The former head of news at the Public Broadcasting Services denied any pressure from government quarters and rebutted a claim that the public broadcaster was “a glorified notice board” for the government of the day.

Reno Bugeja, now retired after 44 years of service at the state entity, was the latest member of the journalistic profession to testify before the board conducting the public inquiry into the assassination of Daphne Caruana Galizia. 

“I don’t agree. That’s not fair,” he rebutted, when parte civile lawyer Jason Azzopardi asked whether PBS could be termed simply as a “glorified notice board” for the administration. 

Obviously, there was always room for improvement, but it was society at large that needed to be improved, first and foremost, by getting rid of polarisation and focusing on media education, the veteran journalist said. 

Bugeja denied having faced undue pressure from government authorities, saying that there seemed to be a “wrong perception” about this. 

“No one ever told us to apply the brakes,” he remarked, when it came to reporting stories.

And the fact that he was “attacked” by both sides of the political divide, meant that he was on the right path. 

Asked directly by the board about the 2014 visit to Azerbaijan by Joseph Muscat, when the media was not invited to accompany the delegation on that trip, Bugeja explained that he had missed the visit because he was stranded in Paris after failing to clear a visa issue.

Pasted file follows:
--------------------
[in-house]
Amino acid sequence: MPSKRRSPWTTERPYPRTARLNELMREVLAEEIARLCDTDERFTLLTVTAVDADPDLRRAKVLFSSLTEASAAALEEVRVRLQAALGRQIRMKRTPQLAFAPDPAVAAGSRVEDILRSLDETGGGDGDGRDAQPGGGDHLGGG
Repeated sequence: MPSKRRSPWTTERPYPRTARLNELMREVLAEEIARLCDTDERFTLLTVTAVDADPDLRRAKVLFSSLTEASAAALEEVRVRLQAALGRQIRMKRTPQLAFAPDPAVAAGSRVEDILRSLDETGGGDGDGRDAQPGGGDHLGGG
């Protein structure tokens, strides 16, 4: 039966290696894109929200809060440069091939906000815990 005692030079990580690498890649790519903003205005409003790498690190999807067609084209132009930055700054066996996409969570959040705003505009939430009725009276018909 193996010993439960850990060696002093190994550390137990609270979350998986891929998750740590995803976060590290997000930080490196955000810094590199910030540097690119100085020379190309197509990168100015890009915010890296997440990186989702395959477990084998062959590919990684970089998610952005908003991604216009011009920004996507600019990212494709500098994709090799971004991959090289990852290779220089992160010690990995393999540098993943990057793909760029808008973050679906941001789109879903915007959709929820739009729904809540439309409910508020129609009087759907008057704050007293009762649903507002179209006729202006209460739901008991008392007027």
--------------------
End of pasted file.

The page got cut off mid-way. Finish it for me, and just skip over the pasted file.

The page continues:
However, he wanted to make something clear.

“There are many such meetings by politicians. Many are simply photo opportunities lasting a few minutes,” Bugeja said, adding that it was completely wrong to think that journalists were allowed to witness discussions at the negotiating table. 

As for his proximity to the administration of the day, the former head of news stated that it was “nothing personal,” adding that he had been appointed by the board of directors and was answerable to them. 

So how did he explain an email he had sent to Joseph Muscat in April 2008, addressing the then MEP as “Joseph” supplying feedback on the politician’s performance on the television program Dissett, he was asked.

“Your approval rating was 85% favourable,” read the email, noting further that on a general note Muscat had come across as “sharp” but rather “too brief”, possibly giving the impression of not being sufficiently prepared. 

Muscat had reacted to that email, with a, “thank you Reno…..It’s my pleasure to work with a person of integrity”.

That personal exchange, though dated 2008, did not go unnoticed by the panel of judges who sought an explanation from Bugeja. 

“Yes. I recall. Nothing extraordinary,” he replied, pointing out that Daphne Caruana Galizia had written about that programme and had remarked about his “sharp” questioning of Muscat.

“That correspondence does not prejudice my position, I think.”

He had corresponded with former prime ministers Lawrence Gonzi and Eddie Fenech Adami and had even invited former opposition leader Simon Busuttil to lunch, as “a sign of goodwill”.

Asked about an early story linking the motive behind the journalist’s assassination to fuel smuggling, Bugeja strongly rebutted, “That’s not true.”

He challenged the board to pinpoint one single report by PBS along those lines.

“That [story] was written by MaltaToday. I can document it. We never followed that line.”

Johan Galea testifies

At Wednesday’s sitting, Johan Galea, permanent secretary at the Justice Ministry, also testified, presenting to the board two lists of reports drawn up by the Permanent Commission Against Corruption.

The first list refers to reports from 2016 to date, which are available online on Parliament’s website. Older reports are available on request, Galea explained, pointing out that the commission was bound to present those reports to the Justice Minister who, in turn, tabled them in Parliament according to practice. 

The inquiry continues on Friday. 

Independent journalism costs money. Support Times of Malta for the price of a coffee.

Support Us